Researchers use the 5Essentials surveys to evaluate school climate effects on a variety of outcomes, including student grades, test scores, attendance, and teacher retention. Since the validation work of Organizing Schools for Improvement (which focused on data between 1991 and 2005), Consortium studies indicate continued importance of the 5Essentials measures. For example, a 2015 study of schools in CPS and Illinois (Klugman, Gordon, Sebring, & Sporte, 2015) found that strength in the essential supports were associated with higher graduation rates and ACT scores. In What Matters for Staying On-Track and Graduating in Chicago Public Schools (2007), we found numerous associations between measures and strong student outcomes. Measures of school climate from the teacher surveys have similarly been found to be predictive of positive school outcomes. A study by Allensworth, Ponisciak, and Mazzeo (2009) demonstrated teachers’ survey reports effectively measured work conditions and predicted a school’s ability to retain teachers. Teachers tended to stay in schools where principals were strong instructional leaders, where there was strong trust among teachers, parents, and principals, and where teachers saw each other as partners in school improvement. We have also evaluated how different aspects of effective leadership can set the conditions for student growth, finding that achievement growth was higher in schools that leveraged teacher leadership to promote improvements in school climate (Sebastian, Allensworth, & Huang, 2016).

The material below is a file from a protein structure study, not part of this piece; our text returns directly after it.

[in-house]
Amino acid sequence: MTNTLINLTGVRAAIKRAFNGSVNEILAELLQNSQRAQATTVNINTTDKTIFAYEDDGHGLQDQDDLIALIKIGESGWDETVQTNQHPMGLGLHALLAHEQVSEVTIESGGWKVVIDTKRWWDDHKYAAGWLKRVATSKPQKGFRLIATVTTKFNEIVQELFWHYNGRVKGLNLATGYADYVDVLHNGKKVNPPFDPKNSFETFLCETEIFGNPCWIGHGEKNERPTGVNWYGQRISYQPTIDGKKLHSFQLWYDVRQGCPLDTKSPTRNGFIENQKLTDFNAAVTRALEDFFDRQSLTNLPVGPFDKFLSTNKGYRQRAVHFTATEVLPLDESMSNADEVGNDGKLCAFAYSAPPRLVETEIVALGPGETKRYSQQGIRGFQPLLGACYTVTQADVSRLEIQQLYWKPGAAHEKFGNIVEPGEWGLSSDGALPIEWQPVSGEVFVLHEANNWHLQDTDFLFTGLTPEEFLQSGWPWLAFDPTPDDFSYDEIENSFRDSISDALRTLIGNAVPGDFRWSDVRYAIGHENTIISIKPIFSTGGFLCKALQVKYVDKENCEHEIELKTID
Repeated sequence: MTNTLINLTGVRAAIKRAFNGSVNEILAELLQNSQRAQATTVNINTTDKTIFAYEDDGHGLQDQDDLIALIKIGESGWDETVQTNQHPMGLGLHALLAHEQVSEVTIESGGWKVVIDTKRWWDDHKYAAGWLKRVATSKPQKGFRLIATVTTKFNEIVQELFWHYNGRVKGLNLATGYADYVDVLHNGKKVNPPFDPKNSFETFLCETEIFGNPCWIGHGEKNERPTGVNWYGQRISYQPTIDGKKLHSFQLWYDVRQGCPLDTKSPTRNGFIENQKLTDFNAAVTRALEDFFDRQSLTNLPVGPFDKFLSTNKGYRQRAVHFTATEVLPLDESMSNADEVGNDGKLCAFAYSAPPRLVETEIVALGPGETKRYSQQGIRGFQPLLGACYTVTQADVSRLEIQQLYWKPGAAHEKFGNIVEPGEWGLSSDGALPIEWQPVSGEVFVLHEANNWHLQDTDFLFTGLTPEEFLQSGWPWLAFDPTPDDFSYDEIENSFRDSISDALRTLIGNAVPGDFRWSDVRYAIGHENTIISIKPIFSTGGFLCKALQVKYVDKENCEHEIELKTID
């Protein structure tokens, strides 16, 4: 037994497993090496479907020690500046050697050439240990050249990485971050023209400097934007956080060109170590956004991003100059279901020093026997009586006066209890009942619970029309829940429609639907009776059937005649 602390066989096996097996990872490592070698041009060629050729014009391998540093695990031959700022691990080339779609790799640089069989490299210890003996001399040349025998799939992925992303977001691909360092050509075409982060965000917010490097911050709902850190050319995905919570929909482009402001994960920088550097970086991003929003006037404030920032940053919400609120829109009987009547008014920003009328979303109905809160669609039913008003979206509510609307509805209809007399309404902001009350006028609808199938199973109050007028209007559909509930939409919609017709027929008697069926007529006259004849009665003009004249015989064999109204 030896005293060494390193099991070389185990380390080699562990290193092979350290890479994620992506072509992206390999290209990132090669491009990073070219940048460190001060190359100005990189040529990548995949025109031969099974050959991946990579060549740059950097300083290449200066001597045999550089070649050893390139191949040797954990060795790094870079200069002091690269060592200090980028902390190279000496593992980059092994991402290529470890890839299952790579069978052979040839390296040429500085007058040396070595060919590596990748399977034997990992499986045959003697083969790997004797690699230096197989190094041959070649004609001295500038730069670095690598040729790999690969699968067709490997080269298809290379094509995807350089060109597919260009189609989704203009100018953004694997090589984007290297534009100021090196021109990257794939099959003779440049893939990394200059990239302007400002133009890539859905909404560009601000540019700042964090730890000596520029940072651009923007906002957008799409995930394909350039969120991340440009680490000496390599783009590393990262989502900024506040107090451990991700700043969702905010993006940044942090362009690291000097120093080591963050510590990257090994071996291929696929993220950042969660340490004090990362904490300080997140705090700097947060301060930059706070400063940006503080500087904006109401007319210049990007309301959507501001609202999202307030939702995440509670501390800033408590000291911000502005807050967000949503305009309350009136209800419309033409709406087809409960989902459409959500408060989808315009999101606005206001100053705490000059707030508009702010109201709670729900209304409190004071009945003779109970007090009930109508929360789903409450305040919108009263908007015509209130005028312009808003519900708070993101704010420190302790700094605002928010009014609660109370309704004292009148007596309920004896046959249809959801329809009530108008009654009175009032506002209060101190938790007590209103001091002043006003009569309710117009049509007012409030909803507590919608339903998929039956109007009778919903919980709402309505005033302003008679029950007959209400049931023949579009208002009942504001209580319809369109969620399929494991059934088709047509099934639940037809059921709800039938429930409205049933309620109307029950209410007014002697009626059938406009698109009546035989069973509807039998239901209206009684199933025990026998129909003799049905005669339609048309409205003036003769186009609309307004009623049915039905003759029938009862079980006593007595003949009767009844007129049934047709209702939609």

Additionally, researchers from universities and research institutions across the country have used survey items to develop their understanding of school climate. For example, one study examined that relationship that existed between neighborhood context, school climate (specifically students’ perception of safety), and school-level academic achievement. Another study from Wayne State University in Detroit, in examining the role that school climate played on chronic absenteeism, found that traditional public schools that scored higher on the 5Essentials had lower rates of chronic absenteeism.
If you are interested in obtaining a copy of the 5Essentials Survey, please click here.
Early Education Essentials
In 2018, the validation work for the Early Educations Essentials was completed and published in a joint study by the UChicago Consortium and the Ounce. The Early Education Essentials is also currently being used in a variety of research in ECE settings. This new tool has the potential to grow new areas of ECE research that can expand our understanding of program effectiveness, and how organizational climate and conditions are related to characteristics of ECE settings, staff, leaders, students, families, and/or communities. As we continue working on Early Education Essentials research, we will provide additional updates as they become available.
In 2016, the validation work for Cultivate was completed and published in a UChicago Consortium working paper. Cultivate is also currently being used in new large-scale studies of the relationships between classroom learning conditions and student outcomes. This new tool has the potential to grow new areas of research that can expand our understanding of the role of classroom learning conditions and student experience in students' learning and development, and how this picture may look different for different grade levels, subject areas. or student groups. As we continue working on Cultivate research, we will provide additional updates as they become available.